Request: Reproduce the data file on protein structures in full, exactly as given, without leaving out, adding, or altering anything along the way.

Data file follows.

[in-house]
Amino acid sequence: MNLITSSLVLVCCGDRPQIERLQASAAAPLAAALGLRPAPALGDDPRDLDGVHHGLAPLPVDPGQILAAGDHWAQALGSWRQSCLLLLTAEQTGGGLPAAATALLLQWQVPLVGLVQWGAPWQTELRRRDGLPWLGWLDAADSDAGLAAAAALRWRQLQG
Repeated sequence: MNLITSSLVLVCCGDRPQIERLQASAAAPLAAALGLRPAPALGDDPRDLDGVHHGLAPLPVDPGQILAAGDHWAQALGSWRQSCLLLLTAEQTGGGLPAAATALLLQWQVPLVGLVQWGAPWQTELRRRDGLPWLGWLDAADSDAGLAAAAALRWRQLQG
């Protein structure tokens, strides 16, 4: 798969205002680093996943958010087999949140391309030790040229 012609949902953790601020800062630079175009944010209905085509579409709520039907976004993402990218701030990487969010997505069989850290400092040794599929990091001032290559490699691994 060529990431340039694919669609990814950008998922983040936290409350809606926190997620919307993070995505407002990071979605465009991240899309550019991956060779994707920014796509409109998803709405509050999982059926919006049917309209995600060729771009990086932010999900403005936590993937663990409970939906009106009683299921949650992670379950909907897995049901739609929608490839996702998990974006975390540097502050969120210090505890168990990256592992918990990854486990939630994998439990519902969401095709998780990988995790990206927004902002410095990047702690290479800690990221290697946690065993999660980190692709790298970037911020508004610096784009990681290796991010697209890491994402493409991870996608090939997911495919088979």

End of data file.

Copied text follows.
[in-house]
Amino acid sequence: MNLITSSLVLVCCGDRPQIERLQASAAAPLAAALGLRPAPALGDDPRDLDGVHHGLAPLPVDPGQILAAGDHWAQALGSWRQSCLLLLTAEQTGGGLPAAATALLLQWQVPLVGLVQWGAPWQTELRRRDGLPWLGWLDAADSDAGLAAAAALRWRQLQG
Repeated sequence: MNLITSSLVLVCCGDRPQIERLQASAAAPLAAALGLRPAPALGDDPRDLDGVHHGLAPLPVDPGQILAAGDHWAQALGSWRQSCLLLLTAEQTGGGLPAAATALLLQWQVPLVGLVQWGAPWQTELRRRDGLPWLGWLDAADSDAGLAAAAALRWRQLQG
């Protein structure tokens, strides 16, 4: 798969205002680093996943958010087999949140391309030790040229 012609949902953790601020800062630079175009944010209905085509579409709520039907976004993402990218701030990487969010997505069989850290400092040794599929990091001032290559490699691994 060529990431340039694919669609990814950008998922983040936290409350809606926190997620919307993070995505407002990071979605465009991240899309550019991956060779994707920014796509409109998803709405509050999982059926919006049917309209995600060729771009990086932010999900403005936590993937663990409970939906009106009683299921949650992670379950909907897995049901739609929608490839996702998990974006975390540097502050969120210090505890168990990256592992918990990854486990939630994998439990519902969401095709998780990988995790990206927004902002410095990047702690290479800690990221290697946690065993999660980190692709790298970037911020508004610096784009990681290796991010697209890491994402493409991870996608090939997911495919088979």